DJ Le Spam is Miami’s Prime Minister of Funk. The man behind the renowned group The Spam All Stars, acclaimed DJ and Cuban coffee expert, Le Spam has toured the world sharing stages and putting out music with artists like Larry Harlow of The Fania All Stars, Pee Wee Ellis and Blowfly.
On a recent Wednesday night at The Standard Spa’s monthly, vinyl-only Back2Basics music series, Le Spam took attendees on a journey through the Miami Sound, playing a set to complement a screening of the excellent documentary Deep City: The Birth of the Miami Sound, presented by the film’s producer Chad Tingle.
Since the music was so good, we sat down with Le Spam to ask him some questions about Miami’s rich musical history and to have him tell us about his favorite Miami records.
And join us in The Lido Lounge this Thursday, August 27th for the next Back2Basics, featuring an all Reggae, Roots & Dub set by DJ Corey Chase and a screening of the classic film The Harder They Come.
STANDARD SOUNDS: What prompted you to start looking for Miami records?
LE SPAM: My friend Superwolf in Kansas City gave me a recording of Little Beaver’s “Party Down”. I’d been living in Miami for almost 10 years and I couldn’t believe there was all this Miami Soul music that I didn’t know anything about. It was like living on a planet and finding out about a civilization that was here before you. I got extra obsessed about looking for Miami stuff.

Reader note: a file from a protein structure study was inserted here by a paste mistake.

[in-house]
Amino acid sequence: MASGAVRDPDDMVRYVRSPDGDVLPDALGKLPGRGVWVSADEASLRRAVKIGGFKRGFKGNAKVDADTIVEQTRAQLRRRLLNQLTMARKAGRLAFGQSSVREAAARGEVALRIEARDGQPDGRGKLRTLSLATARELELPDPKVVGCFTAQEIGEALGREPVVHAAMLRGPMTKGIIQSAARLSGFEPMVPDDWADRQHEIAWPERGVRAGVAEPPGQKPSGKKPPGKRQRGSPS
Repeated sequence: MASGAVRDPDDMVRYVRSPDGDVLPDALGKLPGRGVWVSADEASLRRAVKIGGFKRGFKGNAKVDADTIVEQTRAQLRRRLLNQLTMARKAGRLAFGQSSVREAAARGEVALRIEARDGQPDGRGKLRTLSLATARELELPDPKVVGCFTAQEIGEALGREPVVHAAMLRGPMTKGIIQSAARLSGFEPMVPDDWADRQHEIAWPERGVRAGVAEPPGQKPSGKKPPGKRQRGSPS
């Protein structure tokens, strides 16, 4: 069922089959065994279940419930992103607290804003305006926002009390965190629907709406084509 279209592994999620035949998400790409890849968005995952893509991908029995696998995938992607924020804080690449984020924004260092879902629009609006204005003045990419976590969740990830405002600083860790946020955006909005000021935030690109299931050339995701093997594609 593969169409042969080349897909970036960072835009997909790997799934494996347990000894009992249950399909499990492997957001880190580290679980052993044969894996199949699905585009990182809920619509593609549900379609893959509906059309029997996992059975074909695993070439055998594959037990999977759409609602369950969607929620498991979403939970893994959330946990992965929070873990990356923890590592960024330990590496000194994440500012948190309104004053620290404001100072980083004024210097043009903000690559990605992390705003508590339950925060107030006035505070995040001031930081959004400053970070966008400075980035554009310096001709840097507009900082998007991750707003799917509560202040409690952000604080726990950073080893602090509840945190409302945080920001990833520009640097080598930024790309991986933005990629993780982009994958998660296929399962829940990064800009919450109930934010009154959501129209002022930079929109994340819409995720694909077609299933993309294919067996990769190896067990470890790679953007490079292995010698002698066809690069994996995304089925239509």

Is there any one stash that you remember specifically?
Craig’s Records in West Palm was really ground zero for me. This guy amassed thousands of 45s and he would let us go in there and everything was basically a $1. I got all of my James Brown 45s basically from this one stash.
You’ve been recording music in Miami for close to 20 years. What do you feel has contributed to the unique sound that makes up the magic city?
The easy response would be the unique cross-section of cultures. That’s always been what has set Miami apart stylistically, back to the TK [label] era of Soul. But there are a couple of things…If you talk to the people on TK Records, they’ll say the Caribbean influence. KC [of KC & The Sunshine Band] was into the Bahamian junkanoo, Little Beaver was into reggae basslines, and likewise, Betty Wright. Of course, Latin culture was always here. Then we have our studio culture, which is one of the untold stories of Miami that really fascinates me.